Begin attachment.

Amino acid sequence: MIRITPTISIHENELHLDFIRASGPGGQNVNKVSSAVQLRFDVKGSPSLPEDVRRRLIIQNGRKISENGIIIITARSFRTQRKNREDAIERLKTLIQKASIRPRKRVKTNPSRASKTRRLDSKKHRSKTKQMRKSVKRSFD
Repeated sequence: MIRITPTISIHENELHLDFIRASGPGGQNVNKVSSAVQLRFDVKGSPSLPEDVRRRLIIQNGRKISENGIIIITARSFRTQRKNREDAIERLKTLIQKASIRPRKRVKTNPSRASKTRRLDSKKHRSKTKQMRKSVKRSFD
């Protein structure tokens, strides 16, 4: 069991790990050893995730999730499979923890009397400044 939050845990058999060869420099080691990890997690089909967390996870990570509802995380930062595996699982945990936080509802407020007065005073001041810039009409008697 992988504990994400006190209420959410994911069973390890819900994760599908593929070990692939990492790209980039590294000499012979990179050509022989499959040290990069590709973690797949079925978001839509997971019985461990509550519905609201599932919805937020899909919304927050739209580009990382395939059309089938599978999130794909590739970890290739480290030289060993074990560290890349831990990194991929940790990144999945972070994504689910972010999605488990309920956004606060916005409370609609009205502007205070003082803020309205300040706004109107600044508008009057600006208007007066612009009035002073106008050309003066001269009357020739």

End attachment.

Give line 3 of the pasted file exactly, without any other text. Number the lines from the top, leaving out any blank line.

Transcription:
């Protein structure tokens, strides 16, 4: 069991790990050893995730999730499979923890009397400044 939050845990058999060869420099080691990890997690089909967390996870990570509802995380930062595996699982945990936080509802407020007065005073001041810039009409008697 992988504990994400006190209420959410994911069973390890819900994760599908593929070990692939990492790209980039590294000499012979990179050509022989499959040290990069590709973690797949079925978001839509997971019985461990509550519905609201599932919805937020899909919304927050739209580009990382395939059309089938599978999130794909590739970890290739480290030289060993074990560290890349831990990194991929940790990144999945972070994504689910972010999605488990309920956004606060916005409370609609009205502007205070003082803020309205300040706004109107600044508008009057600006208007007066612009009035002073106008050309003066001269009357020739």